Gender Transition in the Department of State: Yes You Can!
Hi everyone – today I’m very glad to share a posting from a guest blogger, GLIFAA member Robyn McCutcheon of Bucharest. I hope you’ll enjoy Robyn’s guest post, which I am pasting below.
Look for Robert Allen McCutcheon in the GAL, and you won’t find him. Check the Embassy Bucharest telephone directory, and there is no such person. He’s gone, vanished, no longer exists within the Department of State. Better look for Robyn Alice McCutcheon instead.With Peter Chordas (MED), Dina Bernardin (CLO), and Sgt. Joseph Belcastro at the Marine Ball.
Yes, it is possible to transition gender within the State Department, and it can be done at an overseas post. I am living proof. In my mid-50s and with State being my second career, I have known I was transgender from my earliest years even though I did not know the word. I attempted to come to terms with being transgender in college in the 1970s, again in 1990, and a third time in 2000-02. Each time I was forced back into a closet, unable to overcome the obstacles both within myself and in society. When I began again to walk this path in 2010, I did so with dark memories of those earlier attempts. Would I have the courage and strength to see this through, perhaps the last chance in this lifetime to live as myself, not as an artificial construct for others?
I had an advantage this time. Thanks to lobbying by GLIFAA, gender identity had been added to the Department’s EEO and anti-harassment statements in the summer of 2010. In theory, at least, I would not risk my job and career by openly declaring myself transgender. In theory, I would not suffer the immediate dismissal that so often has been the fate of transgender people in U.S. society. Chloe Schwenke, a senior adviser at USAID, had transitioned, as had a member of our Locally Employed (LE) Staff at Embassy Islamabad. Still, I knew it would not be easy.
My first step shortly after arriving in Bucharest in October 2010 was to approach our MED unit. I was very fortunate that the unit was headed by a supportive nurse who had some familiarity with LGBT issues. She helped and encouraged me to seek out resources both in the US and in Romania. ACCEPT, the Romanian LGBT advocacy NGO, has turned into a second home for me. GLIFAA and the Washington, DC, Metro Area Gender Identity Connection (MAGIC-DC) have also played an important role in guiding me along.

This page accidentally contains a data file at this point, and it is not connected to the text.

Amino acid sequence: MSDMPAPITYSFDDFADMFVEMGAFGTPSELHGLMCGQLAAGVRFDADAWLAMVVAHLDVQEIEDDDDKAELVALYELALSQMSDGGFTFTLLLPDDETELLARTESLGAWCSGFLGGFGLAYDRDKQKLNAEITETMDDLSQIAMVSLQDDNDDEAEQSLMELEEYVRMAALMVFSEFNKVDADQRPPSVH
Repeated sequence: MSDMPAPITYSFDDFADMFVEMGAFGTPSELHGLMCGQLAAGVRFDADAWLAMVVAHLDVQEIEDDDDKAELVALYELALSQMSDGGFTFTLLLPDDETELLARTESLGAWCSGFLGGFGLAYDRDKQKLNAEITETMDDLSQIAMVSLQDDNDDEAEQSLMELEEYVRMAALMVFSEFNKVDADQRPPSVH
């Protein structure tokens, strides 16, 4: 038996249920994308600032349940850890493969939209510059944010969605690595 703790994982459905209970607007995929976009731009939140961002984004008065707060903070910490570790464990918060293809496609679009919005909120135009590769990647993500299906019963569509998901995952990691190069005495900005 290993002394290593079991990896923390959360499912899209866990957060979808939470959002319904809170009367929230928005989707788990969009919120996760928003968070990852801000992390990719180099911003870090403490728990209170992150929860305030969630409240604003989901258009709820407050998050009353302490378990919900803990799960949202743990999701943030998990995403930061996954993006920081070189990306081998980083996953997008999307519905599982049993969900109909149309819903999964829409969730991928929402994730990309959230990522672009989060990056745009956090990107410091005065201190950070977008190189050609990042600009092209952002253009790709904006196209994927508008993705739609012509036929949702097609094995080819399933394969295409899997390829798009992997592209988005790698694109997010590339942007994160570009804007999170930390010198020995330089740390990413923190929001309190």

In March 2011 I attended the First Romanian Transgender Congress, writing a reporting cable afterward on the status of transgender people in Romanian society. By the spring I was in the classic double life that any transgender person in transition goes through, Robyn in the evenings and weekends and “good old Bob” in the workplace. In June I began hormone replacement therapy through Whitman Walker Clinic in DC with support from the Embassy MED unit and a local Bucharest endocrinologist. My appearance began to change due to the hormones and endless hours of electrolysis for facial hair removal.
A key event took place in May, when the Office of Personnel Management (OPM) published guidelines on the employment of transgender individuals and gender transition in the Federal workplace. State adhered to these guidelines formally in June. Within days of this we formed an informal Gender Transition Committee (GTC) at Embassy Bucharest headed by our HR Officer and including our EEO Officer, the Management Counselor, and representatives from the MED unit and the Regional Security Office. Our incoming Deputy Chief of Mission joined the GTC when he arrived at post in August. Public Diplomacy was included on the committee later in the process. By September we had worked out how and when we would announce my transition to the Embassy community.
Robyn’s First Day at Embassy BucharestTransition day was November 10. As planned, I announced my transition at a department staff meeting and followed this with a personal message sent by e-mail to all Embassy staff. In the afternoon our weekly newsletter, the Dacian Dispatch, carried a “Farewell / Welcome” message unlike any every seen before in Bucharest. It said, “Farewell Robert Allen McCutcheon” and “Welcome Robyn Alice McCutcheon!”
I have been living and working full-time as Robyn since that day. The reaction of all staff, both American and LE Staff, has been very good, with expressions of support coming from the most unexpected places. On Saturday, November 12, it was Robyn who went to the Marine Ball, dancing and finally living the childhood dream she thought could not happen in this life.
My old clothes are going to charity, and in the mornings I join the Bucharest commuters, just one more professional woman on her way to work. As I enter the Embassy, the words I hear are, “Good Morning, Ma’am.”
We have just passed the annual November 20 Transgender Day of Remembrance when we recall those who have lost their lives, have been discriminated against, or have been repressed for being transgender. I observed that somber day with friends at ACCEPT and then walked out into the sunshine of a Bucharest autumn, more proud to represent my country than I have ever been. U.S. society has changed and evolved in my lifetime. It is possible to transition gender and not lose everything, and it is now possible to do so in the Department of State. What a happy, wonderful time it is to be alive!
The author can be found in the GAL as Robyn McCutcheon, or you can write to us at email@example.com and we can pass your message to her.